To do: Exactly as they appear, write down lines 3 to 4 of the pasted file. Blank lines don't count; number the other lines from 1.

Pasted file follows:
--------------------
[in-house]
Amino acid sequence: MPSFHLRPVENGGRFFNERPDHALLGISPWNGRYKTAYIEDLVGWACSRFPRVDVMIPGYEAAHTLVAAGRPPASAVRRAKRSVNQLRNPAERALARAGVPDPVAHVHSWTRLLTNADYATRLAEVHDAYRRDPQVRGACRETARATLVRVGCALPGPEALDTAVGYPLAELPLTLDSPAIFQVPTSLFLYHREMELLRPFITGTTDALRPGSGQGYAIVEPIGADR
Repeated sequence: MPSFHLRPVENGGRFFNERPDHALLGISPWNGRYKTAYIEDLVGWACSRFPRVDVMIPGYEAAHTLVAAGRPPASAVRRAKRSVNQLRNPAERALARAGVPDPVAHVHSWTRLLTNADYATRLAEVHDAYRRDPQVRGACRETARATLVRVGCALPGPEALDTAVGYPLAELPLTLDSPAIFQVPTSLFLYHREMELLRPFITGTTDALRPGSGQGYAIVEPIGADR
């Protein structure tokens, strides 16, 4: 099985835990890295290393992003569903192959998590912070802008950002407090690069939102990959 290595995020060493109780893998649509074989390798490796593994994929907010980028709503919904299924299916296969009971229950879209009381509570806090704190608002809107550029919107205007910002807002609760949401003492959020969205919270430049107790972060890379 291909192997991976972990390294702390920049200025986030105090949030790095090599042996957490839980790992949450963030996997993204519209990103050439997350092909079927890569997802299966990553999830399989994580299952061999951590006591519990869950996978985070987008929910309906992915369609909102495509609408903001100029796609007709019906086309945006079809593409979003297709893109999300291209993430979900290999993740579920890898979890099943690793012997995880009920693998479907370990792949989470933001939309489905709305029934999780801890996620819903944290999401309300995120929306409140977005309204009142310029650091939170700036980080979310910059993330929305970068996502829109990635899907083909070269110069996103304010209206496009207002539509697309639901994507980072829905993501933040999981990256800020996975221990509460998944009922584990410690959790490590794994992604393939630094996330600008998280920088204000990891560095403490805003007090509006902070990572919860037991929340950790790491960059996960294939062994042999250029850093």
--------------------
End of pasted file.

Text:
Repeated sequence: MPSFHLRPVENGGRFFNERPDHALLGISPWNGRYKTAYIEDLVGWACSRFPRVDVMIPGYEAAHTLVAAGRPPASAVRRAKRSVNQLRNPAERALARAGVPDPVAHVHSWTRLLTNADYATRLAEVHDAYRRDPQVRGACRETARATLVRVGCALPGPEALDTAVGYPLAELPLTLDSPAIFQVPTSLFLYHREMELLRPFITGTTDALRPGSGQGYAIVEPIGADR
């Protein structure tokens, strides 16, 4: 099985835990890295290393992003569903192959998590912070802008950002407090690069939102990959 290595995020060493109780893998649509074989390798490796593994994929907010980028709503919904299924299916296969009971229950879209009381509570806090704190608002809107550029919107205007910002807002609760949401003492959020969205919270430049107790972060890379 291909192997991976972990390294702390920049200025986030105090949030790095090599042996957490839980790992949450963030996997993204519209990103050439997350092909079927890569997802299966990553999830399989994580299952061999951590006591519990869950996978985070987008929910309906992915369609909102495509609408903001100029796609007709019906086309945006079809593409979003297709893109999300291209993430979900290999993740579920890898979890099943690793012997995880009920693998479907370990792949989470933001939309489905709305029934999780801890996620819903944290999401309300995120929306409140977005309204009142310029650091939170700036980080979310910059993330929305970068996502829109990635899907083909070269110069996103304010209206496009207002539509697309639901994507980072829905993501933040999981990256800020996975221990509460998944009922584990410690959790490590794994992604393939630094996330600008998280920088204000990891560095403490805003007090509006902070990572919860037991929340950790790491960059996960294939062994042999250029850093």